CMC News:- Trade union leaders in Trinidad on Tuesday called on public sector workers to reject the mandatory vaccination policy of the government and turn up for work on January 16 whether or not they have been vaccinated against the coronavirus (COVID-19) pandemic that has killed 2, 936 people and infected 92,997 others in the country since March 2020.
Speaking at a news conference outside the Office of the Attorney General, President of the Joint Trade Union Movement (JTUM), Ancel Roget, told reporters that all public sector workers should report for duty on January 17 regardless of their vaccination status.
Last month, Prime Minister Dr Keith Rowley announced that all public service workplaces will become safe zones and that all employees paid by the State will need to be vaccinated against COVID-19.
The government will take its initiative to Parliament next week adding the measure to the Public Health Regulations that only requires a simple majority vote.
To ensure the smooth flow of the vaccination programme, all Ministries’ divisions needed to provide the vaccination status of their organisations—those employees vaccinated and unvaccinated by January 4, as well as those wishing to get vaccinated and other information.
Prime Minister Rowley has said that his “government will have to do what is reasonable and feasible in order to give us the best protection in a pandemic,” insisting that the government will not return to restrictions on movement or businesses because of the devastating and costly impact on the economy.
“The Government’s workplace will require (except for medically certified reasons), if you are a government employee, that you show your vaccination status. Failing which you would not be encouraged in the workplace and if you are not in a position to come to the workplace you will be on leave on your own, and you would be furloughed. Meaning that you would still have a job on the establishment but you choosing not to be able to come to work under the conditions laid down, that you will then not be paid,” Rowley told a news conference last month.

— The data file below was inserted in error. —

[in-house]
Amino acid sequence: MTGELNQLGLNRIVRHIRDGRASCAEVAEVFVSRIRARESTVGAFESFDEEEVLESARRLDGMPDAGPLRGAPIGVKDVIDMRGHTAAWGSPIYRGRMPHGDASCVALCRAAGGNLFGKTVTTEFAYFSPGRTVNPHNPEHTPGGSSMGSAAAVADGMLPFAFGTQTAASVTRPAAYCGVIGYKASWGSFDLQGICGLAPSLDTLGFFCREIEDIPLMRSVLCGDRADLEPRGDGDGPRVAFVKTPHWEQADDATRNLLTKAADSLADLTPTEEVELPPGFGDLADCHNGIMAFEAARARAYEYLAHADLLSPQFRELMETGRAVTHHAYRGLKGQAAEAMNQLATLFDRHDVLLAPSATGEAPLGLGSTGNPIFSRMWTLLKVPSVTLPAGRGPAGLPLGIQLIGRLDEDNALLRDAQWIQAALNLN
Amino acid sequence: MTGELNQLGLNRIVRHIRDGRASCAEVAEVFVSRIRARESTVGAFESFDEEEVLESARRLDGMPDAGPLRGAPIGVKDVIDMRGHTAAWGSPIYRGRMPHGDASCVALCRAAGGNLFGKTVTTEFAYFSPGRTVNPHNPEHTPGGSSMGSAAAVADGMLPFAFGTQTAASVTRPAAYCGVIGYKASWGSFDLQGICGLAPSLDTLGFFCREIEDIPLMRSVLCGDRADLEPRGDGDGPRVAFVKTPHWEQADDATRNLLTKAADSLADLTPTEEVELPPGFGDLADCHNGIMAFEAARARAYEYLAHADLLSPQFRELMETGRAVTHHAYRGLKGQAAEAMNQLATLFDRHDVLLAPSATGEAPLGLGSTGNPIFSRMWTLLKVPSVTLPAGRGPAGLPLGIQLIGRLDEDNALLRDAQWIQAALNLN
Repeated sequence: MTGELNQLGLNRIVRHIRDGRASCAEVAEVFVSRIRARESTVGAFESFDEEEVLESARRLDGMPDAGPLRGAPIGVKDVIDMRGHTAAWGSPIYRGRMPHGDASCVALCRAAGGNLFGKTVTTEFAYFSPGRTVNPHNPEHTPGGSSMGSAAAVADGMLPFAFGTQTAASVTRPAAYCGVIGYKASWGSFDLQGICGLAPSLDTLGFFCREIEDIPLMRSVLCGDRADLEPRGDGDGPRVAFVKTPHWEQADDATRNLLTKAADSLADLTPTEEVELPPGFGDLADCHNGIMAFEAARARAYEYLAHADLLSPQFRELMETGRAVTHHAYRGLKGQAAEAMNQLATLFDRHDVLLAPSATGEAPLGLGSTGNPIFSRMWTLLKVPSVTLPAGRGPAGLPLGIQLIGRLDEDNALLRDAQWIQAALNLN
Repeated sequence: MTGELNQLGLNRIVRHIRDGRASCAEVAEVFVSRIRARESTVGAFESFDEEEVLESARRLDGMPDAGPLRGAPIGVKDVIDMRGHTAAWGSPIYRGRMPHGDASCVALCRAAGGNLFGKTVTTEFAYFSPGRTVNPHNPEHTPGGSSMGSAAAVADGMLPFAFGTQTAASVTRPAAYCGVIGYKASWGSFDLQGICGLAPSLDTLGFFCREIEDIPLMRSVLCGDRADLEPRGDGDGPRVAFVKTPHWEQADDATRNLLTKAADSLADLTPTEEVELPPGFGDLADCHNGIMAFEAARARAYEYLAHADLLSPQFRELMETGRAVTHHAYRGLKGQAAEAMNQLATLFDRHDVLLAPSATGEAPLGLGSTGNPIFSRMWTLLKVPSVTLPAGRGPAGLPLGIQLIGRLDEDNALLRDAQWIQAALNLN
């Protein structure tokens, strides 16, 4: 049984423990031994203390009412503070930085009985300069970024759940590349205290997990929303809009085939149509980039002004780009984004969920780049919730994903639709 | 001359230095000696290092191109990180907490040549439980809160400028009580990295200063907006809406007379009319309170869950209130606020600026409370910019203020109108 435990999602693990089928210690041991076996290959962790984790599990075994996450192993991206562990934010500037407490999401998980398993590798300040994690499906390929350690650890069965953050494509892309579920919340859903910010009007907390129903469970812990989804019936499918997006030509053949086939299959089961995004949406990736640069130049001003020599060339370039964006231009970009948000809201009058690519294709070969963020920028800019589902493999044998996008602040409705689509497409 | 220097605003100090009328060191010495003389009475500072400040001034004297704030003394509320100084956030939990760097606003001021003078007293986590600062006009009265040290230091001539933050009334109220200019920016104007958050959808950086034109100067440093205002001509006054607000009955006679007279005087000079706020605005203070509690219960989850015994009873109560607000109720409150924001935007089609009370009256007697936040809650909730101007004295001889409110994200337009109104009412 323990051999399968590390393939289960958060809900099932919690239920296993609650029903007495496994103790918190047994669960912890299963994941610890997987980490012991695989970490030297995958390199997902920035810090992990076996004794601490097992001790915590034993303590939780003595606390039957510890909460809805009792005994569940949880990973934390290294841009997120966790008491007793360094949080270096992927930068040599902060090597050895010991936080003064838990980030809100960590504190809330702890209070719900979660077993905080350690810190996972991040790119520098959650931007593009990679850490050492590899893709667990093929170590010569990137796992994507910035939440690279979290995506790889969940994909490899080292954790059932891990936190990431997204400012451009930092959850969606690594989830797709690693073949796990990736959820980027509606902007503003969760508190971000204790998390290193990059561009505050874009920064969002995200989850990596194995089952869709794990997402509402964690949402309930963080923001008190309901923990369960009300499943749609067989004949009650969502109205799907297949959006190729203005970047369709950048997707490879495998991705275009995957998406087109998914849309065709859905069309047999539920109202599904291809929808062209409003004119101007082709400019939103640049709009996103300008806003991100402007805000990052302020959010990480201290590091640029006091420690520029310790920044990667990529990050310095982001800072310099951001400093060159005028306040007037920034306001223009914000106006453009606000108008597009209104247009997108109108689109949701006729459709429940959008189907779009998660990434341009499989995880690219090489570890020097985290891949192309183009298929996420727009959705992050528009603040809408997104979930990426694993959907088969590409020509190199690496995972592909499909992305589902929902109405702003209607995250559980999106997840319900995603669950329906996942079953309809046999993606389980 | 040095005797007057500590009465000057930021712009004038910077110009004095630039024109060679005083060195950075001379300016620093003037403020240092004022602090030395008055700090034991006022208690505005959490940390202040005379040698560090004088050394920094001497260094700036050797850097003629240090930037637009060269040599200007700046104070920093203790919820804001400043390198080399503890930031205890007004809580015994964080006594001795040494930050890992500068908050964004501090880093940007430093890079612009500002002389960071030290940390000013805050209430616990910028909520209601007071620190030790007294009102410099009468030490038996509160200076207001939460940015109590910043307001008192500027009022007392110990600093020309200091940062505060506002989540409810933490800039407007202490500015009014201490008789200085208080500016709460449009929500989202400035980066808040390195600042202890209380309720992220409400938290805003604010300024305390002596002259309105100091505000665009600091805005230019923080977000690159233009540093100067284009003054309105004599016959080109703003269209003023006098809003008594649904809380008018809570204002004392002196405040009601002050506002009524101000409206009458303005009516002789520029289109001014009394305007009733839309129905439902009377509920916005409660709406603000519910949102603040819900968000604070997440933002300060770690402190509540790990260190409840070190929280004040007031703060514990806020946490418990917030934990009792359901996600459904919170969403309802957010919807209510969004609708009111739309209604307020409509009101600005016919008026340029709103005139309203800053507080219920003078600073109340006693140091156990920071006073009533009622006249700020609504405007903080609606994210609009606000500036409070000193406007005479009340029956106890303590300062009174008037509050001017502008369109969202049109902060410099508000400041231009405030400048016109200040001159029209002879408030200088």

But the trade unions and the main opposition United National Congress (UNC) have objected to the move, insisting that workers’ right to privacy must be maintained.
“I want to advise all workers …to present yourself for work by the 17th and continue to present yourself for work. Let them deny you entry to your place of work and that will be tantamount to a lock out,” Roget told reporters.
“Do not set up yourself and stay home, present yourself for work,” he said, reminding workers of their terms and conditions of employment.
The authorities have established two vaccination sites to accommodate public sector workers, but Roget, who is also head of the Oilfield Workers Trade Union (OUT) insisted that the worker’s medical records were their private affair.
“Therefore there is no requirement in law …that you must submit to your employer documentation as to whether you were vaccinated or not vaccinated. As workers you have the right to refuse to provide that information to your employers,” he said, adding that JTUM was still willing to hold talks with the government.
Newly installed president of the Public Service Association (PSA), Leroy Baptiste, told reporters that the union will do all it can to protect its members from mandatory vaccination.
‘To force them to vaccinate is wrong, harsh, oppressive and contrary to law. In this regard we are prepared to deploy all resources to defend your rights and thwart the government’s efforts to deprive you of your livelihood”.
Baptiste also adopted the position of the main opposition party here that the Data protection Act does not allow for the release of a workers’ vaccination status.
“Notwithstanding that the Data Protection Act…is only partially proclaimed, meaning that only certain sections of the act have legal force at this time…the object of the act is to ensure that protection is afforded to an individual’s right to privacy and the right to maintain personal information as private and confidential,” he said.